- Defect – Also known as “bugs”. It’s when something in your product doesn’t work and it needs to be fixed.
- B2B – Business-to-Business. A startup (business) who’s customer is other businesses.
- B2C – Business-to-Consumer. A startup (business) who’s customer is the consumer.
- Leads – Potential customers you’re going to contact via email/in-person that you want to try out your product/service
- KPI – Key Performance Indicator (a metric, like “weeks until launch”, “revenue” or “number of users”). This is used to track the growth of your product. There are a number of metrics you can choose from.
- Launch – The day your product/ service is released to the public
- Beta – A launched product that is available to a select few users, like friends, family, people who need it the most, etc.
- Pivot – The act of completely changing your startup’s focus. Almost like starting a brand new company.
- Iteration – Another way (solution) to serve your customers’s needs.
- Product Market Fit (PMF) – This is where all startups eventually strive to achieve. It’s when your product grows to a point where you/your team can’t handle all its requests anymore — like a snowball running down a snowy slope by itself, getting bigger as time passes. It takes around 1000 days (nearly 3 years!) to achieve this, something you have to understand asap — or you’ll be discouraged and quit.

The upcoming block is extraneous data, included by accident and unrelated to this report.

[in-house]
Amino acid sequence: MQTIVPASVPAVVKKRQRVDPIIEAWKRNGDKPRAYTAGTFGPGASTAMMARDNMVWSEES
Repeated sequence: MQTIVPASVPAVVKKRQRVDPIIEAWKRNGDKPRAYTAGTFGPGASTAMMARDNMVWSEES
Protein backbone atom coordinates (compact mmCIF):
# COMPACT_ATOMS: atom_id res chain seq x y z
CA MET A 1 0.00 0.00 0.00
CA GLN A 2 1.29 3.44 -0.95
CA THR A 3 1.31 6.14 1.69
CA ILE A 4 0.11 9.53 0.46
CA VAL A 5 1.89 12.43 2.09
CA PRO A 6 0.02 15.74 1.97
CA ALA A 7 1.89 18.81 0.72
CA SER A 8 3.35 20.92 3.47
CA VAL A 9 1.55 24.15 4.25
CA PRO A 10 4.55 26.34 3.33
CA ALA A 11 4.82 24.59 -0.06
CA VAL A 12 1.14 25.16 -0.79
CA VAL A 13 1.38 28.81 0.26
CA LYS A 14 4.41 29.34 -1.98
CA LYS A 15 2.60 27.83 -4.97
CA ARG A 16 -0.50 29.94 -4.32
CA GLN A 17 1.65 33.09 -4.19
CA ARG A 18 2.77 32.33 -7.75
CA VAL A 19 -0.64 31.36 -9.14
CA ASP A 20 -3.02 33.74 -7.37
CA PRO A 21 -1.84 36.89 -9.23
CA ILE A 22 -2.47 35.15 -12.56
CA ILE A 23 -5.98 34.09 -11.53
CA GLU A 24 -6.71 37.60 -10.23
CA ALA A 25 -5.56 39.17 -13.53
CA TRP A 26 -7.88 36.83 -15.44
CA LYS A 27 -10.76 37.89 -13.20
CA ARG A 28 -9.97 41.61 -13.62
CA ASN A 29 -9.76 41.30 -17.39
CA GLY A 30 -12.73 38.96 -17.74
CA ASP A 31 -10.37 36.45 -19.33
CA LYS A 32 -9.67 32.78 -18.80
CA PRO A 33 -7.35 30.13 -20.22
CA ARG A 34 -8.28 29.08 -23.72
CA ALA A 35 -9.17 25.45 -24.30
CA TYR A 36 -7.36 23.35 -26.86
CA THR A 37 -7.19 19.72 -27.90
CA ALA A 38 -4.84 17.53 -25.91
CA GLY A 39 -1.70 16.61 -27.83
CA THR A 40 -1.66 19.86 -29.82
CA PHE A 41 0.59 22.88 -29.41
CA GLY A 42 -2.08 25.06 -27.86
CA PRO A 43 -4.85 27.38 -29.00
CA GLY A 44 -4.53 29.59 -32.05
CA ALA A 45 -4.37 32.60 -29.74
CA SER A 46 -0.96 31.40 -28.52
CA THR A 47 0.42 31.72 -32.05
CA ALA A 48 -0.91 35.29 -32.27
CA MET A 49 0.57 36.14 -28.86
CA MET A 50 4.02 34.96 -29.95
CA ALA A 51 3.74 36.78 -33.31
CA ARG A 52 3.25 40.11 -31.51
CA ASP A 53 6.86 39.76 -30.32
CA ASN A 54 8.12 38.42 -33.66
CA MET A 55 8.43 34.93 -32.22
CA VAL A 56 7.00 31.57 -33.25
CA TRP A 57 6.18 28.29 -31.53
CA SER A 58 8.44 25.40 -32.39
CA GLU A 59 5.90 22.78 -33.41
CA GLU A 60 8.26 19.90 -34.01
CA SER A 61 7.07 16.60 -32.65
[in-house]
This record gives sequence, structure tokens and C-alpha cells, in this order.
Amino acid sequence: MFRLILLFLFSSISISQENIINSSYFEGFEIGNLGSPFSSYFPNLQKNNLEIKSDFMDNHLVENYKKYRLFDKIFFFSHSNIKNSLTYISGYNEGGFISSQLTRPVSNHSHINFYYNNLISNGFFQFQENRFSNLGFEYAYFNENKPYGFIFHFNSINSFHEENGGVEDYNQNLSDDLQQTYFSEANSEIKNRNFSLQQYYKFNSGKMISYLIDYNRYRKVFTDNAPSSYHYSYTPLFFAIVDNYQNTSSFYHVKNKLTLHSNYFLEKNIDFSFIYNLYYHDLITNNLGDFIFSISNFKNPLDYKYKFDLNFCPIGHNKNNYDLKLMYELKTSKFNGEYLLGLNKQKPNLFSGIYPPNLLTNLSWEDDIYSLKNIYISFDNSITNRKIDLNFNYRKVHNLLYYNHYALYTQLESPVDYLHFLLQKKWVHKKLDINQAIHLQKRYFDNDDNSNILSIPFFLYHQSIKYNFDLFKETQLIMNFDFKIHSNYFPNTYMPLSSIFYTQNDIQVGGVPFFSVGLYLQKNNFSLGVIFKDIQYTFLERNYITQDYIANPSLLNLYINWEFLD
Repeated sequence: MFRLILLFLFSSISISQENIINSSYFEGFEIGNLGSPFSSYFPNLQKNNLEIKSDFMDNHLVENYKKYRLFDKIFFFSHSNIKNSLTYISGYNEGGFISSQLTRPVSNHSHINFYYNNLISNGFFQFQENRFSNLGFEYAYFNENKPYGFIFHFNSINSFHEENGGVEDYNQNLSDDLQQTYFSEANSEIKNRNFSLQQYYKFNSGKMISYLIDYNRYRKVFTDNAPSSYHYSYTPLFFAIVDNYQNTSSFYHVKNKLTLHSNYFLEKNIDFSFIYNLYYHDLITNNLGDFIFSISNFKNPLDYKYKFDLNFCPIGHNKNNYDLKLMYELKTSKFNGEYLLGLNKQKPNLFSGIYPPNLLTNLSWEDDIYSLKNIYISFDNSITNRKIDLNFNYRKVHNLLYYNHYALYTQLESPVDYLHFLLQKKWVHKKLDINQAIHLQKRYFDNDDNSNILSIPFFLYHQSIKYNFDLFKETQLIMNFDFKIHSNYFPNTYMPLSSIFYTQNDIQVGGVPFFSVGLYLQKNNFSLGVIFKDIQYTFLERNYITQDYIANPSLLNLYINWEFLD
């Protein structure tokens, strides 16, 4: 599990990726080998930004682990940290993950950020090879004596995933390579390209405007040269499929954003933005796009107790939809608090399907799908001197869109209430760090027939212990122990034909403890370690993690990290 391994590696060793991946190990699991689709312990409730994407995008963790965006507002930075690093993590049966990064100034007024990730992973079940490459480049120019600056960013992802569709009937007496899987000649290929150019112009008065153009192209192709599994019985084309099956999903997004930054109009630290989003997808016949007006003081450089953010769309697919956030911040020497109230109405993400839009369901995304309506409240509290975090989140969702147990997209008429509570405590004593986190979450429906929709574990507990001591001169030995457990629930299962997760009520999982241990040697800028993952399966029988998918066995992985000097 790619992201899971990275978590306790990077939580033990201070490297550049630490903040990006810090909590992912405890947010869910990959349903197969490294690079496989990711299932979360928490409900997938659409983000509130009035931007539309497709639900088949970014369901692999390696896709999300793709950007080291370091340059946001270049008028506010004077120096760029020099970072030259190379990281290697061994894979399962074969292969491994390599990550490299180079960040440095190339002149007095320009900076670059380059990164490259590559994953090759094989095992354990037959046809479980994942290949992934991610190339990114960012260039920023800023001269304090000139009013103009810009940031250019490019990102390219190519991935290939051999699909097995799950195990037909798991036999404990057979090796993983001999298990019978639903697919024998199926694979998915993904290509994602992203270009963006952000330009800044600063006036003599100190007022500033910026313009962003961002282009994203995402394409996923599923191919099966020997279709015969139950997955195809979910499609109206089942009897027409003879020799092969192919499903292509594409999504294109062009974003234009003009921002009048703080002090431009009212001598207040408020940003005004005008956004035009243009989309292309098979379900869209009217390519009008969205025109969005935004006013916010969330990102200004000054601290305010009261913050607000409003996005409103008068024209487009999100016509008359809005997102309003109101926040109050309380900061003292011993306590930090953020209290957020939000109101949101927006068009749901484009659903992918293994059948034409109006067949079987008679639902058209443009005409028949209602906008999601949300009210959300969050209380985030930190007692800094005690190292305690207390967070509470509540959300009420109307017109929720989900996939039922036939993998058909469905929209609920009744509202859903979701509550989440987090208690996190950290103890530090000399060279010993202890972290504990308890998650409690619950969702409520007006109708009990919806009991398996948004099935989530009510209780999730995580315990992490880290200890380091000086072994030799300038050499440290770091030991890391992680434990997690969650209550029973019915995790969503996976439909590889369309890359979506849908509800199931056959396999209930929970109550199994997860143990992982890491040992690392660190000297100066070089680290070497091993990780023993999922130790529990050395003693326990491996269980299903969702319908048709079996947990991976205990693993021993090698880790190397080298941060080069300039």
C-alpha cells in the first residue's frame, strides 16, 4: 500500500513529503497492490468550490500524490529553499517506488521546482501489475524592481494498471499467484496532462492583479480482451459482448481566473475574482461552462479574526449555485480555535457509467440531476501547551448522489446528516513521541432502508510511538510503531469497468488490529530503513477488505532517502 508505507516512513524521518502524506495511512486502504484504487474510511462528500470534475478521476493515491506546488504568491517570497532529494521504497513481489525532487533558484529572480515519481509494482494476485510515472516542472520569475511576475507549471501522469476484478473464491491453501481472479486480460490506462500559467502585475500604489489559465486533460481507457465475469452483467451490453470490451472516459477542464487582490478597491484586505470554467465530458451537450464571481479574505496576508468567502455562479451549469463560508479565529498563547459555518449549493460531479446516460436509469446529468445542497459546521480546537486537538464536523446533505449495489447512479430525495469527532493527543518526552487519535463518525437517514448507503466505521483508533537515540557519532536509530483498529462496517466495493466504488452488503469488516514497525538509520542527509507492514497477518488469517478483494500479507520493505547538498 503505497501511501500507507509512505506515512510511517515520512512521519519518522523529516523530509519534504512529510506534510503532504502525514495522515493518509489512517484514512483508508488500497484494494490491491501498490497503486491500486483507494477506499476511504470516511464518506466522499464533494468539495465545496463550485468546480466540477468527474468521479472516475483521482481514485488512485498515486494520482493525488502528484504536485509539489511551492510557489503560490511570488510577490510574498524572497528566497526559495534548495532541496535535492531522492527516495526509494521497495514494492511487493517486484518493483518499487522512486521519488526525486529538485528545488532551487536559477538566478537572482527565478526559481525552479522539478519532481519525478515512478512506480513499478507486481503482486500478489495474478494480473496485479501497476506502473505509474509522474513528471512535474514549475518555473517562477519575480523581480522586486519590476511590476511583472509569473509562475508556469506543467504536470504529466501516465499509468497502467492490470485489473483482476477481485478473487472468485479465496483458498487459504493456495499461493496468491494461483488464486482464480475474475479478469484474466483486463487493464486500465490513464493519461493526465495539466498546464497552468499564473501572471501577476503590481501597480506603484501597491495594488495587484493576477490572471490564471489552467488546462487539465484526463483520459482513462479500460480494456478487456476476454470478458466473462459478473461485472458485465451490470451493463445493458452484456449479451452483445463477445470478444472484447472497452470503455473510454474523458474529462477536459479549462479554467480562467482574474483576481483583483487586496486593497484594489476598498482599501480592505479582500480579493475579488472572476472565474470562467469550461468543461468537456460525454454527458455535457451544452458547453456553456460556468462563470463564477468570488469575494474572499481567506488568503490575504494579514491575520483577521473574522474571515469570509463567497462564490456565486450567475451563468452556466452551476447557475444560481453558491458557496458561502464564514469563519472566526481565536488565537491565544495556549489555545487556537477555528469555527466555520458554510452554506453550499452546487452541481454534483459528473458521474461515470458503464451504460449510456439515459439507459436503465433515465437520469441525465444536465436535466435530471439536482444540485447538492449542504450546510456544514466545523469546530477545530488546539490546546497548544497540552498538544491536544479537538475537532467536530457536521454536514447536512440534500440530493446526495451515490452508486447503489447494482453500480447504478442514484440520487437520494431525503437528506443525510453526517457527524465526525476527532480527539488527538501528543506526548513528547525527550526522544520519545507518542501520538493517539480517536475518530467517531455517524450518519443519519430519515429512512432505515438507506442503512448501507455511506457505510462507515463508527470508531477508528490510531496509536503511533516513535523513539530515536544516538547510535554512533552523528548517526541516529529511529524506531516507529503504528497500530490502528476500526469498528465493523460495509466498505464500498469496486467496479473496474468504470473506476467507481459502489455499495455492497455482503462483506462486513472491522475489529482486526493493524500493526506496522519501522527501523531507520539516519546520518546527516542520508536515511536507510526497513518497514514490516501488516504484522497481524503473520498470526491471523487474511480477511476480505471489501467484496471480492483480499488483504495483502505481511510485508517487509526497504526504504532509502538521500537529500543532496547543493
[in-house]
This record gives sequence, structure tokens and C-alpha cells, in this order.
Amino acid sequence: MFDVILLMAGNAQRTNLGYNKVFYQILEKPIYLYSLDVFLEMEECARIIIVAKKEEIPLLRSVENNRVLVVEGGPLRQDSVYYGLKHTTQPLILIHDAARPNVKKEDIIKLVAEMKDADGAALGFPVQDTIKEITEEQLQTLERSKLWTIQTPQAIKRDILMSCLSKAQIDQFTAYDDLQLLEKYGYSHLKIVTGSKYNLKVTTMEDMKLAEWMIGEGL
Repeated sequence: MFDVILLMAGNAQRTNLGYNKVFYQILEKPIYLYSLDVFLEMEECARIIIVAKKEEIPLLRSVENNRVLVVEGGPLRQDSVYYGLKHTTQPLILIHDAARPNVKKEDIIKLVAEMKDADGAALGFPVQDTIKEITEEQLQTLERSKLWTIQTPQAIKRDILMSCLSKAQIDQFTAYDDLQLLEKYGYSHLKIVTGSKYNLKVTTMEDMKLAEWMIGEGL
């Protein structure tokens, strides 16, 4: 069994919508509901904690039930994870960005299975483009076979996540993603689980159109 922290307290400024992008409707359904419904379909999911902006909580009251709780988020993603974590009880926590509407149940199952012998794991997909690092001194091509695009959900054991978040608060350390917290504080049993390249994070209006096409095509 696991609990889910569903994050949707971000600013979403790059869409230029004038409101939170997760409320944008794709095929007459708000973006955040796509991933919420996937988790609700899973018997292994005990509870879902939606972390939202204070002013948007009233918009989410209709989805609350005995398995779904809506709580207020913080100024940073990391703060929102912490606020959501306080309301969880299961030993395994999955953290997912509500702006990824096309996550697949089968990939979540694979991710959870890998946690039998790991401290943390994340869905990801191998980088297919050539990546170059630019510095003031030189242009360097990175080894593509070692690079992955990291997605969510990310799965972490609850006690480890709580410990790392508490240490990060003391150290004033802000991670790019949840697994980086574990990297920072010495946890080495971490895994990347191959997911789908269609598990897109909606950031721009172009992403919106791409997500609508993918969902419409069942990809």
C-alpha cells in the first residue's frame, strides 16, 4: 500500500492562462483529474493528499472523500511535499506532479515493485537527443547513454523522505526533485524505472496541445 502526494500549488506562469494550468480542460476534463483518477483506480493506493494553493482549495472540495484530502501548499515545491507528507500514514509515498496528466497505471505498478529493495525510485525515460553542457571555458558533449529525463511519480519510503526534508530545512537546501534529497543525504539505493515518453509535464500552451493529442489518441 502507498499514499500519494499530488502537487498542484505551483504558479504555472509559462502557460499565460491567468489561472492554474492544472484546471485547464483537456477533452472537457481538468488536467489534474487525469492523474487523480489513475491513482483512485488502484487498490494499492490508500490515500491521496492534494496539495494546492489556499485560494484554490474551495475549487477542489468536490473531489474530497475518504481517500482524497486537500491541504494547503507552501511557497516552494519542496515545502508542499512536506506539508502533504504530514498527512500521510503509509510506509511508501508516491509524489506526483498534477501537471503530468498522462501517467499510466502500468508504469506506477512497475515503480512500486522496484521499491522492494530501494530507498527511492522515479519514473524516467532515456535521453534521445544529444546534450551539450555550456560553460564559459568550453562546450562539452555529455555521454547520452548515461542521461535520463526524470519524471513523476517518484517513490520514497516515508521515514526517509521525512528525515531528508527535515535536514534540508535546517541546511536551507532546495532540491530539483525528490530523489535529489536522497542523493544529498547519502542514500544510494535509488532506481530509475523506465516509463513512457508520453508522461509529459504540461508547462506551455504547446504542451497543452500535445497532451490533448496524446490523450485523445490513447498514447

- Marketplace – A website platform that has buyers and sellers. Think Uber (people looking for rides = buyers; drivers = sellers), AirBnB (homes = sellers; people looking for homes = buyers), and Amazon.com (products = sellers; people looking for products = buyers). The platform’s revenue comes from a percentage of sales from either the buyer or seller (known as the “take rate”).
- Equity – A percentage of your company, usually in stock. When a company is formed, it has stock (aka “shares”). You can choose any amount of shares when you create your company: Usual cases are either 5,000 shares (if you’re not trying to add investors), or 10 million shares (if you’re trying to add investors in the future). This is like “receipts”. When you give receipts away, you give away shares — or parts of ownership of your company.
- Shareholders – The people who own shares (aka “stocks”) in your company. If you started a company by yourself, you are the only shareholder in your company (and own 100% equity).